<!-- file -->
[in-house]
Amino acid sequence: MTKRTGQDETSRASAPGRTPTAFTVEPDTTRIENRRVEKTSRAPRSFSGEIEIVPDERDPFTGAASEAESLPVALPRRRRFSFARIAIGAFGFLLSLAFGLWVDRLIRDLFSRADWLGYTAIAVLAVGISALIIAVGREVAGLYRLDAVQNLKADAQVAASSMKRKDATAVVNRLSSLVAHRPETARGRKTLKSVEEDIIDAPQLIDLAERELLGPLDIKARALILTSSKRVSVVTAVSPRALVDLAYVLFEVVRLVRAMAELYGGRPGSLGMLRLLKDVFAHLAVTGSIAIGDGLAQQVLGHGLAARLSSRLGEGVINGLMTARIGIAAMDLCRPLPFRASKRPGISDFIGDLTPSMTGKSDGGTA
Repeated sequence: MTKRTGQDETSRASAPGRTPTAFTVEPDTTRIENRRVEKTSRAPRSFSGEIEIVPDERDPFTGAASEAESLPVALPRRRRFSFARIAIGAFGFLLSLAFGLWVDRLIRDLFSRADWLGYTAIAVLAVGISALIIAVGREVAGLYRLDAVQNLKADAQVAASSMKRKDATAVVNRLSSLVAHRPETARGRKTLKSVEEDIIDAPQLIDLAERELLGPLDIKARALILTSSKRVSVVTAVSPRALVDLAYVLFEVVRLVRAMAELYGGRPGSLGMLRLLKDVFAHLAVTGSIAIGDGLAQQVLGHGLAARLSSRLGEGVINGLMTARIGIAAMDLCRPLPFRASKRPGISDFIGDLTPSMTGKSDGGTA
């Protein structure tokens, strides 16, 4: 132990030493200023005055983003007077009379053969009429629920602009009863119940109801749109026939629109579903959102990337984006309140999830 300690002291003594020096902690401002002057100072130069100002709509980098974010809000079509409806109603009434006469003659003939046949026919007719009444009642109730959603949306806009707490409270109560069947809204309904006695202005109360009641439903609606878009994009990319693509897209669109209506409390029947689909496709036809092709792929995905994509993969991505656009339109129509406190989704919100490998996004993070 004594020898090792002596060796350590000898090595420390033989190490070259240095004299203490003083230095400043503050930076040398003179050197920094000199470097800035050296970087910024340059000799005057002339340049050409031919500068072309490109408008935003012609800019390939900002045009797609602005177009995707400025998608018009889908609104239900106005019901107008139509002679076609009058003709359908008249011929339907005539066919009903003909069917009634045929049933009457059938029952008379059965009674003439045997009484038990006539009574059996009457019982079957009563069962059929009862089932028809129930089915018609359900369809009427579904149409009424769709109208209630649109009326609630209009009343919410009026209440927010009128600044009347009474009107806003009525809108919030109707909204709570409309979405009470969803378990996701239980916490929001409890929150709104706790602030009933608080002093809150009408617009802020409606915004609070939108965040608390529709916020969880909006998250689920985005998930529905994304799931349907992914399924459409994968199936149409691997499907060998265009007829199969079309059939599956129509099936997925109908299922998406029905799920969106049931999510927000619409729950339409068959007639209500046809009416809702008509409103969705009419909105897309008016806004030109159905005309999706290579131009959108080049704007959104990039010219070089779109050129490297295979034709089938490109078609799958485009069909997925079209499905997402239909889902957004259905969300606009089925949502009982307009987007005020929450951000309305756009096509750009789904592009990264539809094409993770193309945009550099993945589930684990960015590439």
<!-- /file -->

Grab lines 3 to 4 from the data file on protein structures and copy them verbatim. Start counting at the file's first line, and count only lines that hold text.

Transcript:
Repeated sequence: MTKRTGQDETSRASAPGRTPTAFTVEPDTTRIENRRVEKTSRAPRSFSGEIEIVPDERDPFTGAASEAESLPVALPRRRRFSFARIAIGAFGFLLSLAFGLWVDRLIRDLFSRADWLGYTAIAVLAVGISALIIAVGREVAGLYRLDAVQNLKADAQVAASSMKRKDATAVVNRLSSLVAHRPETARGRKTLKSVEEDIIDAPQLIDLAERELLGPLDIKARALILTSSKRVSVVTAVSPRALVDLAYVLFEVVRLVRAMAELYGGRPGSLGMLRLLKDVFAHLAVTGSIAIGDGLAQQVLGHGLAARLSSRLGEGVINGLMTARIGIAAMDLCRPLPFRASKRPGISDFIGDLTPSMTGKSDGGTA
């Protein structure tokens, strides 16, 4: 132990030493200023005055983003007077009379053969009429629920602009009863119940109801749109026939629109579903959102990337984006309140999830 300690002291003594020096902690401002002057100072130069100002709509980098974010809000079509409806109603009434006469003659003939046949026919007719009444009642109730959603949306806009707490409270109560069947809204309904006695202005109360009641439903609606878009994009990319693509897209669109209506409390029947689909496709036809092709792929995905994509993969991505656009339109129509406190989704919100490998996004993070 004594020898090792002596060796350590000898090595420390033989190490070259240095004299203490003083230095400043503050930076040398003179050197920094000199470097800035050296970087910024340059000799005057002339340049050409031919500068072309490109408008935003012609800019390939900002045009797609602005177009995707400025998608018009889908609104239900106005019901107008139509002679076609009058003709359908008249011929339907005539066919009903003909069917009634045929049933009457059938029952008379059965009674003439045997009484038990006539009574059996009457019982079957009563069962059929009862089932028809129930089915018609359900369809009427579904149409009424769709109208209630649109009326609630209009009343919410009026209440927010009128600044009347009474009107806003009525809108919030109707909204709570409309979405009470969803378990996701239980916490929001409890929150709104706790602030009933608080002093809150009408617009802020409606915004609070939108965040608390529709916020969880909006998250689920985005998930529905994304799931349907992914399924459409994968199936149409691997499907060998265009007829199969079309059939599956129509099936997925109908299922998406029905799920969106049931999510927000619409729950339409068959007639209500046809009416809702008509409103969705009419909105897309008016806004030109159905005309999706290579131009959108080049704007959104990039010219070089779109050129490297295979034709089938490109078609799958485009069909997925079209499905997402239909889902957004259905969300606009089925949502009982307009987007005020929450951000309305756009096509750009789904592009990264539809094409993770193309945009550099993945589930684990960015590439």